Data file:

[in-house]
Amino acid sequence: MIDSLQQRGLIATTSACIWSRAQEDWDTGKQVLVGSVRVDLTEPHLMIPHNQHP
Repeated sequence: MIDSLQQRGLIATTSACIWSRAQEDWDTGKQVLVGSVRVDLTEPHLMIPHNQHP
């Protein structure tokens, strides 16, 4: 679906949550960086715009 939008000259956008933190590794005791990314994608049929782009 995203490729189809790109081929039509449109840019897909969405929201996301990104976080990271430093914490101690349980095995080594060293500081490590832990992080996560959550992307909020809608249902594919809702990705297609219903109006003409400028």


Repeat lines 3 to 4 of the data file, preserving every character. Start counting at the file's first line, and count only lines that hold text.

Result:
Repeated sequence: MIDSLQQRGLIATTSACIWSRAQEDWDTGKQVLVGSVRVDLTEPHLMIPHNQHP
């Protein structure tokens, strides 16, 4: 679906949550960086715009 939008000259956008933190590794005791990314994608049929782009 995203490729189809790109081929039509449109840019897909969405929201996301990104976080990271430093914490101690349980095995080594060293500081490590832990992080996560959550992307909020809608249902594919809702990705297609219903109006003409400028």